The Philomath City Council approved the second reading of an ordinance Wednesday night to annex 19.88 acres of land into the city during a meeting that attracted about 25 citizens and lasted just under 8 minutes.
The property borders the city limits and is located in the urban growth boundary beyond the northern terminus of North 12th Street. The ordinance’s second reading passed on a roll-call count of 6-1 with mayor-elect and current councilor Eric Niemann voting nay.
The city council had also voted 6-1 on the annexation ordinance at its Dec. 10 meeting but since it was not unanimous, a second reading vote was required. Councilor Jerry Jackson asked that a second meeting be held this month so the current city council could vote it through.
Four new councilors will be taking their seats in January after they are sworn in, a group that includes individuals that have expressed opposition to land-use issues. Although this vote was strictly about an annexation, applicants Levi Beelart and Kathy Hensman along with engineer William Patton shared a conceptual plan to build 45 to 55 single-family homes on the property.
The council did not accept any more public testimony on the matter at Wednesday’s meeting. Public hearings on the annexation application were held before the planning commission Oct. 22 and the city council Nov. 13. The record was held open until Nov. 27 to allow for additional written testimony.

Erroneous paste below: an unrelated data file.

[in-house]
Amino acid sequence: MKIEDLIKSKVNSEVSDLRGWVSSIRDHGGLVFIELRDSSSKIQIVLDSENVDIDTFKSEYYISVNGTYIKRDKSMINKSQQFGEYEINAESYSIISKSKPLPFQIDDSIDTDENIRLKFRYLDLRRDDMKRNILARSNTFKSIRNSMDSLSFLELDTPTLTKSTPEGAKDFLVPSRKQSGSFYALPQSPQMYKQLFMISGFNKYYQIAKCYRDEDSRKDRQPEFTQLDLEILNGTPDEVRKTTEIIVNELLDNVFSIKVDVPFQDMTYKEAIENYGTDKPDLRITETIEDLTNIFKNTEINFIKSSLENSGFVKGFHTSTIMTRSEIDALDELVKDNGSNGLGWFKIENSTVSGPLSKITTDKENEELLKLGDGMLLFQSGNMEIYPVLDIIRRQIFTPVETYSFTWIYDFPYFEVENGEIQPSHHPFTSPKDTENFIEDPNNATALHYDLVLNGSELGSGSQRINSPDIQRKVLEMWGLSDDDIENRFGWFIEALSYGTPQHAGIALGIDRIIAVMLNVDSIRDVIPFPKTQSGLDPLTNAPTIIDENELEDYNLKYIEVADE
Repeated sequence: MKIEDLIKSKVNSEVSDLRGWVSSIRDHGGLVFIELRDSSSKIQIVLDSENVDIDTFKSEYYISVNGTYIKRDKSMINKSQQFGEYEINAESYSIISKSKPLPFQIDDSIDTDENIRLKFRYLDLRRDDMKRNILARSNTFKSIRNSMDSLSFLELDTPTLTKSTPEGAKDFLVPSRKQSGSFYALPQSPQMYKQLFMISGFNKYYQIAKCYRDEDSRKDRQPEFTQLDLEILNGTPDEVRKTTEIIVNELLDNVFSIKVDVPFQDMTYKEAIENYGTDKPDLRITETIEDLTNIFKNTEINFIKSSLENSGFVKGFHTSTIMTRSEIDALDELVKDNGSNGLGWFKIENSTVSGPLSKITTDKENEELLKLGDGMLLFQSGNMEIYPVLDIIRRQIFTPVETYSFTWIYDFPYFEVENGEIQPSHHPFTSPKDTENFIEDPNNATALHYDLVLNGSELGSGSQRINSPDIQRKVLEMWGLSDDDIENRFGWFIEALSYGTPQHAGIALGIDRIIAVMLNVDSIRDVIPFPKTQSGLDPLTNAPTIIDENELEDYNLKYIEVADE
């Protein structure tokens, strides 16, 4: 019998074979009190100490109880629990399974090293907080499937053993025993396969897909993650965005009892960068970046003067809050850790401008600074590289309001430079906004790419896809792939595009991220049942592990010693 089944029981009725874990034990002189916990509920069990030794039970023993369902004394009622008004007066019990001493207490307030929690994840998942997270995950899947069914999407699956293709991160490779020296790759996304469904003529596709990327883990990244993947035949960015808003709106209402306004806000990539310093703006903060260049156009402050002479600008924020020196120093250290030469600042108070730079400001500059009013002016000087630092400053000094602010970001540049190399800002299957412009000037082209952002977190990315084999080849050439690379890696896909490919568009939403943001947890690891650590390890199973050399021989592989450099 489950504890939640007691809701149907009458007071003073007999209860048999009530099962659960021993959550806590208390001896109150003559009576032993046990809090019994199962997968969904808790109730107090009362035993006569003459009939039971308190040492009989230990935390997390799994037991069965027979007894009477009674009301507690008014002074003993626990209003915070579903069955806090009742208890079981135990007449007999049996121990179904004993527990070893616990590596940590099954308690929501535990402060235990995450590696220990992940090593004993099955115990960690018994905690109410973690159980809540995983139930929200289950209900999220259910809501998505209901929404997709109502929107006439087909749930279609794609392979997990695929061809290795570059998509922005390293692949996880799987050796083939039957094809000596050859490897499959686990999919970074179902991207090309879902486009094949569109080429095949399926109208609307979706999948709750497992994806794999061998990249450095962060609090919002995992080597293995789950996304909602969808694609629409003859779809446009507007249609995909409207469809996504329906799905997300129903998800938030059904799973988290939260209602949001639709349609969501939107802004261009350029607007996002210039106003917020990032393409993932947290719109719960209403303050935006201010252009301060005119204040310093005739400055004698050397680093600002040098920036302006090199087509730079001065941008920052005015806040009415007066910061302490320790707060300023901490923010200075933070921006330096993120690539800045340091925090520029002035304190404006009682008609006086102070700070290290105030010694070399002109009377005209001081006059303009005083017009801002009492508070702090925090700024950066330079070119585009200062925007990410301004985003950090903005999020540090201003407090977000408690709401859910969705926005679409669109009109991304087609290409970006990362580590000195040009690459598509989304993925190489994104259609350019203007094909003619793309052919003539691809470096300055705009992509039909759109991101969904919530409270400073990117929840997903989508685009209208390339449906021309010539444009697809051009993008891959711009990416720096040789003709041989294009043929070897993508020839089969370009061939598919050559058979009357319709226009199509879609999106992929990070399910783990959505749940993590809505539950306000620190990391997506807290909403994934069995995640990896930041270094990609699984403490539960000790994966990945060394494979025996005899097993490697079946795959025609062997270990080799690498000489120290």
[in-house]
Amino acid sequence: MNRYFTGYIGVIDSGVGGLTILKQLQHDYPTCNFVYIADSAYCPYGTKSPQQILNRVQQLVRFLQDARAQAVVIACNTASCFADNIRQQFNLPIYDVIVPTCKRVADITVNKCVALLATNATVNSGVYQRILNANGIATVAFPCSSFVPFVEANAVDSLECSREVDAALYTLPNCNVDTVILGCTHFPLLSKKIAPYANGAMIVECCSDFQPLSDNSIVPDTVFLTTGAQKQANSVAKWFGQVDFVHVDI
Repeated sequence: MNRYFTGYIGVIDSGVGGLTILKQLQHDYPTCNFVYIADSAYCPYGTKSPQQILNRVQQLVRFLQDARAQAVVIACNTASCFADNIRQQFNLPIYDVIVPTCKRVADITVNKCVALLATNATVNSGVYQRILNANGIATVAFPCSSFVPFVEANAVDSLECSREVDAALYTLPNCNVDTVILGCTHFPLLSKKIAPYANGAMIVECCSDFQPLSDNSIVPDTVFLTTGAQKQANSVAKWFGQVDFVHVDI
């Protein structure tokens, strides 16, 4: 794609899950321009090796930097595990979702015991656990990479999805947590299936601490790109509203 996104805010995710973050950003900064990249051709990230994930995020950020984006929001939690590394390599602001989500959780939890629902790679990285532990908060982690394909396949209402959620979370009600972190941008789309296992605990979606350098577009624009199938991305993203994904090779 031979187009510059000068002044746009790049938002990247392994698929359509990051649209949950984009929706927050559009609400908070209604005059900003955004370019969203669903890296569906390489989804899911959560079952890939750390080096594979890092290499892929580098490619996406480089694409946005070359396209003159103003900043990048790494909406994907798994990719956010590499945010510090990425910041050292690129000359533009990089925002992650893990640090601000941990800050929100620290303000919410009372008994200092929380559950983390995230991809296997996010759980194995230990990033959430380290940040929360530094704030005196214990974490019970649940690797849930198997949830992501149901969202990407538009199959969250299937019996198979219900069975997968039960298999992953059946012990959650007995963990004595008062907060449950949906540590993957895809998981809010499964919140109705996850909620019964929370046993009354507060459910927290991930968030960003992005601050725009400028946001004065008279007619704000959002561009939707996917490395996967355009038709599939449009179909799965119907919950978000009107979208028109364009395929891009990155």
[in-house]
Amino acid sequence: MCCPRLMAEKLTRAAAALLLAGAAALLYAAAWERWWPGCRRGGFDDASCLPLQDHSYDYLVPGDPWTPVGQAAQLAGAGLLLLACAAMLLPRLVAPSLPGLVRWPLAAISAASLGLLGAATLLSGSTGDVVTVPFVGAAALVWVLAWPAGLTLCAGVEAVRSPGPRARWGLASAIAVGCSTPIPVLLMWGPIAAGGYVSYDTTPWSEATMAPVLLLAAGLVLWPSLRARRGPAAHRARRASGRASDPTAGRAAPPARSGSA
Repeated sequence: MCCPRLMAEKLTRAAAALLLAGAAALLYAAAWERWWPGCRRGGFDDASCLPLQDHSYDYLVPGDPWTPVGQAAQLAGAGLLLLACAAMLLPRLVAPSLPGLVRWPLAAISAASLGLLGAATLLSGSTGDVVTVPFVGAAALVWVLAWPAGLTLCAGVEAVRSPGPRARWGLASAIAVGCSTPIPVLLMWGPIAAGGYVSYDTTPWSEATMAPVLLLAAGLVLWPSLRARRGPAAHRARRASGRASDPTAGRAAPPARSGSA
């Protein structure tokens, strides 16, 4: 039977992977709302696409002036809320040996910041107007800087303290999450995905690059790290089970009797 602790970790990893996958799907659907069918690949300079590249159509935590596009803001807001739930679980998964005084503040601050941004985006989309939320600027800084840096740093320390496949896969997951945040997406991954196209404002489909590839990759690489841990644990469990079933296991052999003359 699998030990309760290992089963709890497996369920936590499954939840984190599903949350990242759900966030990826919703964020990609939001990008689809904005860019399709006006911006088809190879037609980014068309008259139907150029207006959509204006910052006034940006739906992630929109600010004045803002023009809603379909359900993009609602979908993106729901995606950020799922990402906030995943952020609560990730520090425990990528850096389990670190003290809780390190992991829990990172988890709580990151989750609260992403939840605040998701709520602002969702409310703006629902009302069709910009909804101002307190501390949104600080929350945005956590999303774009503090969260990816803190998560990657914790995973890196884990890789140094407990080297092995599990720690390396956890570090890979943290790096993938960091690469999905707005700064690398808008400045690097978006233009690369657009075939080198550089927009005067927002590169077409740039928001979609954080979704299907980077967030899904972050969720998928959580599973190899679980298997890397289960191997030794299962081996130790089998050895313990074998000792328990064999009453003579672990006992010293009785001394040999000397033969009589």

Resident Jeff Lamb, who unsuccessfully attempted to speak at the meeting, wrote a letter to current and future councilors that expressed fears that Philomath “can be held legally liable for the illegal destruction of endangered species habitats on private lands that are annexed” into the city.
Lamb’s letter shared information that he collected on the issue and he was not alone with those concerns. The city council had also received a letter via email from another citizen that showed concern over issues related to the Endangered Species Act.
Councilor David Low asked Amy Cook, deputy city attorney, for clarification on possible liability issues in regards to the land transferring from Benton County to the city.
“Anything that may have been done on that property, if it’s determined to be some sort of environmental issue or whatever and it was done when it was part of the county, it would not become a liability for the city,” Cook said.
Passage of the ordinance does not immediately annex the property into the city with the action not taking effect for 30 days.
Niemann shared with the council and audience of additional responsibilities that a development applicant faces during the process.
“It is the responsibility of the applicant to determine if wetlands are present on the property and to contact the appropriate state and federal permitting agencies prior to applying for a development permit from the city,” Niemann said. “So I think that may also address some of the environmental concerns that will be addressed during the development phase.”
The only other business of the night for the city council was to approve minutes from the previous meeting.